Look at this horror in Georgia!
I begin to wonder if Thanksgiving has turned into “Gluttony Day”? We sit around our tables eating large amounts of food, often with little or no regard for the poor. Then fast forward to just a few HOURS now after the meal is over and we find a scene like the one above.
Perhaps it’s time for us Catholics to make a stand against what Thanksgiving is turning into? Perhaps, just maybe it’s time for all Catholics to get together on Thanksgiving to participate in service projects throughout the day with the poorest of the poor?
Thanksgiving contains two words “Thanks” and “give” and instead we’ve turned it into a “grab” and “get”. Grab that last turkey leg and then last iPod touch. How many in the world would be happy for just a smidge of our wealth. I’ve seen poverty up close when I saw people living in the GARBAGE dump in Nicaragua.
What part of thankfulness have we forgotten?
Gratitude is at the heart of the Christian message? I’ve learned a lot about gratitude this year. My wife is healthy and I love my job. I’ve helped to rebuild a neighborhood and to serve students who come from lands where they have very little indeed. I’ve dumped cable and I don’t miss it. And the highlight of my day is often exercise, the loyalty of a great dog or the love of an amazing women.
And they don’t cost me a dime. (Well, save a gym membership!).
A few weeks back I was overwhelmed by our students’ response to our community service project to plant trees in our local neighborhood. We had more people than we anticipated. Most of the students were eager to help and pitch in where they could. But one student who was required to do the service for a class said “Well, let’s get this over with…”
I wonder what she went to do immediately afterwards?
We spend our time lavishly and long for recreation activities that leave us often flat. When students return from a week of alternative break they often wonder how come their world isn’t “less about them”?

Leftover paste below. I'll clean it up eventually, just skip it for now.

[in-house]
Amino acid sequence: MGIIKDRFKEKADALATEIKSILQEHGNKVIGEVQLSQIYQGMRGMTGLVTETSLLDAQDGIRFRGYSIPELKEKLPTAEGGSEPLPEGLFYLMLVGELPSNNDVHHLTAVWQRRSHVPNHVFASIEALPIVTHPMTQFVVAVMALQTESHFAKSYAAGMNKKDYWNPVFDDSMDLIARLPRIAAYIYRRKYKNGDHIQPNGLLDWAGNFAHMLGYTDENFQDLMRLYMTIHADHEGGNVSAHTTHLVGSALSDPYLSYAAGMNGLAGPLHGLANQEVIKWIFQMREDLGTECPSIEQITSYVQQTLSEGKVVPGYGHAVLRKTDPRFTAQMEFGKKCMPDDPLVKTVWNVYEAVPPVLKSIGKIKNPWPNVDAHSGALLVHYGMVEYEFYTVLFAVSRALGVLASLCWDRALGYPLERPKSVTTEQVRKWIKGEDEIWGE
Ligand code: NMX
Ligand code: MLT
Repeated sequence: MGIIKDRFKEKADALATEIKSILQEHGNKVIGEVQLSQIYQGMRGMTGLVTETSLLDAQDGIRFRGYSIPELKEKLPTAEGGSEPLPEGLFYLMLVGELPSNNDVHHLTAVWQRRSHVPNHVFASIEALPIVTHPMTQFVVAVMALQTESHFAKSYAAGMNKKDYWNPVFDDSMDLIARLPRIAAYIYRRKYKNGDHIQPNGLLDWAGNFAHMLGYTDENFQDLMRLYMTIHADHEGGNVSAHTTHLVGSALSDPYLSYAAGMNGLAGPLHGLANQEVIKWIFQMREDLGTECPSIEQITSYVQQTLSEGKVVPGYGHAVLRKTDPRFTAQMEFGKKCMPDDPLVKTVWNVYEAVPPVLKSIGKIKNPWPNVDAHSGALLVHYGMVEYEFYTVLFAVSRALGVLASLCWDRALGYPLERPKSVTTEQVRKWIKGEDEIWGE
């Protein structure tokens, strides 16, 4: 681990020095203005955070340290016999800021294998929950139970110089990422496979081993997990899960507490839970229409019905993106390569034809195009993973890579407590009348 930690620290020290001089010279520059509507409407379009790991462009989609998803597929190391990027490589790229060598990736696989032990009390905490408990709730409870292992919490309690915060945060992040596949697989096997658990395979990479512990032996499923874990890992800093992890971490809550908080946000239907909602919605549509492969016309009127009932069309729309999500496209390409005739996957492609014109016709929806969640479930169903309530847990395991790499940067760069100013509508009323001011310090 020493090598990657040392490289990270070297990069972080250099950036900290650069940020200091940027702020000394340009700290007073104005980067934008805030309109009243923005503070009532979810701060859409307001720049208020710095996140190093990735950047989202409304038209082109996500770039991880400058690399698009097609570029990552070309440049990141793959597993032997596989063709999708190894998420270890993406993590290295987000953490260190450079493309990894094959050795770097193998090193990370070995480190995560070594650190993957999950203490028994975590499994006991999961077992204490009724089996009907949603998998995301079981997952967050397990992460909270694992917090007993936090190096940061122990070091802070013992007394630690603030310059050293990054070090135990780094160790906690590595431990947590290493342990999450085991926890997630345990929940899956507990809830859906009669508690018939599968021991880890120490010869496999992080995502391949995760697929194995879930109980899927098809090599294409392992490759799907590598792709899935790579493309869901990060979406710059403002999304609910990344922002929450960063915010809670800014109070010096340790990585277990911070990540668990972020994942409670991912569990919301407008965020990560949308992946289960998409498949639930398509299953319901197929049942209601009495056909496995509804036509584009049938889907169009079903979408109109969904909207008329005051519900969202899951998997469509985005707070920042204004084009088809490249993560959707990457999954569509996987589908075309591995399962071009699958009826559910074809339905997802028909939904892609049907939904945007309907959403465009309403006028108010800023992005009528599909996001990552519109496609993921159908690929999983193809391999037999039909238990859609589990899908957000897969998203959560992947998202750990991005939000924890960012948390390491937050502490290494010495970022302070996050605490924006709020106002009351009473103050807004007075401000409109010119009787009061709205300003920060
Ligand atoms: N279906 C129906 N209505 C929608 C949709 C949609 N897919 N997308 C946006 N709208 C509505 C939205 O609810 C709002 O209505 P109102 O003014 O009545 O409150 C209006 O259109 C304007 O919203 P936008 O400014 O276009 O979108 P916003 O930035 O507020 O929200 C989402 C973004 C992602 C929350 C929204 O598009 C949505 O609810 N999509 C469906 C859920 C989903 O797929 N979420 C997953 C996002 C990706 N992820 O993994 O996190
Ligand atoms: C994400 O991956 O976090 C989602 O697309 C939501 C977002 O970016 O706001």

I asked my UB 101 class (an introductory class for Freshman students) what they thought Thanksgiving would be like if they were headed home for the first time? Many admitted that they wondered about how their parents would react to their return home. One quipped, “They’re going to ask me if I’ve spent more days sober or drunk?” Another said, “I thought it would be great to spend the night in my own bed again, but my room is being used for storage.”
But it was my student assistant who had the comment that’s stayed with me. She’s a sophomore and she stated that last year “My mother just let me do whatever I wanted to.”
Helicopter parenting has become more about placating even their adult children instead of challenging them. While they might be overwhelmed by seeing their child back home, shouldn’t there also be family expectations to pitch in with the family meal? Shouldn’t there be time set apart to catch up and to make plans for the future and to hear what struggles and challenges exist for both students making their way through freshman year and parent’s dealing with the loss that comes with the empty nest?
Or is it all just a grab and get for attention and selfishness?
Are we truly thankful? We woke up this morning and many did not. We have roofs over our heads and many do not. We’re eating leftovers while many don’t get even one full meal a day.
I miss my own family–my parents and sister—as Thanksgiving is the one holiday that we decide not to travel home for. We’ve even taken to spending an early Christmas with both families because the price of airfare and gasoline has skyrocketed and it’s a bit cheaper to fly then than it is closer to the 25th. I think even the corporate world has made us shift our values and necessitate us moving more towards individualism and less towards family. Ikea even reports that the entertainment system sells much more readily in the United States than the kitchen table does (I sheepishly admit that my TV and Roku player take up more room than my tiny kitchen table).
A final note, the stress of the holidays often has us avoiding one another and trying not to step on too many toes. Perhaps it’s time to eschew that attitude and express ourselves openly–even if it leads to an argument? Do we all just pretend to like each other because we’re family–and then present our false selves for a photo op?
God calls all of us to become who we are–in all of our flawed humanity. Maybe it’s time to remember that and be grateful for who God has made us to become instead of grabbing for what we are not?
As our prayer today, let’s close with a great song that our evangelical brothers and sisters sing often.
And Father Greg Boyle says it all much better than I ever could: